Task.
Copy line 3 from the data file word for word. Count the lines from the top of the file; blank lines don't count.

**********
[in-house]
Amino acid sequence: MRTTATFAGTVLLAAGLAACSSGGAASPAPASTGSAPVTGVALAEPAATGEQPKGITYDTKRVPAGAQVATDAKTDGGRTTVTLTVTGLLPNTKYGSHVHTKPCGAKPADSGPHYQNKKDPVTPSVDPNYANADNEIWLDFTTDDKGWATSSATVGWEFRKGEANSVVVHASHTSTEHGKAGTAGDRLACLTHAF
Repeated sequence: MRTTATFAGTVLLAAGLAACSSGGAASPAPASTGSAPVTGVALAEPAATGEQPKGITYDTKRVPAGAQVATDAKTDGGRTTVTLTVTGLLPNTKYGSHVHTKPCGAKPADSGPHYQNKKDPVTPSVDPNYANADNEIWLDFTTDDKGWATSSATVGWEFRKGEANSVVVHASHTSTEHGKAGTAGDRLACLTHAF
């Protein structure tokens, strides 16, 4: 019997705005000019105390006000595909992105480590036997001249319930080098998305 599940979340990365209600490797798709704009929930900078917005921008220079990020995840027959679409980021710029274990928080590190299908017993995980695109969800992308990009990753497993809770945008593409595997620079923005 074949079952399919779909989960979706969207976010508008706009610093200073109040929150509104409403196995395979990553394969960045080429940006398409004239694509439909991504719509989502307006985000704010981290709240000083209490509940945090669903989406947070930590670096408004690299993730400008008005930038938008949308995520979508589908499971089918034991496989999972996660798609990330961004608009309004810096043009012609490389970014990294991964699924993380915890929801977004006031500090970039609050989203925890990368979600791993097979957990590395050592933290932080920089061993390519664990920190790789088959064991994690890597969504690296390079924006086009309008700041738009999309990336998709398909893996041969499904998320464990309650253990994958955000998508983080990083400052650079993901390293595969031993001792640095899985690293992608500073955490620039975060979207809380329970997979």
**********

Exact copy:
Repeated sequence: MRTTATFAGTVLLAAGLAACSSGGAASPAPASTGSAPVTGVALAEPAATGEQPKGITYDTKRVPAGAQVATDAKTDGGRTTVTLTVTGLLPNTKYGSHVHTKPCGAKPADSGPHYQNKKDPVTPSVDPNYANADNEIWLDFTTDDKGWATSSATVGWEFRKGEANSVVVHASHTSTEHGKAGTAGDRLACLTHAF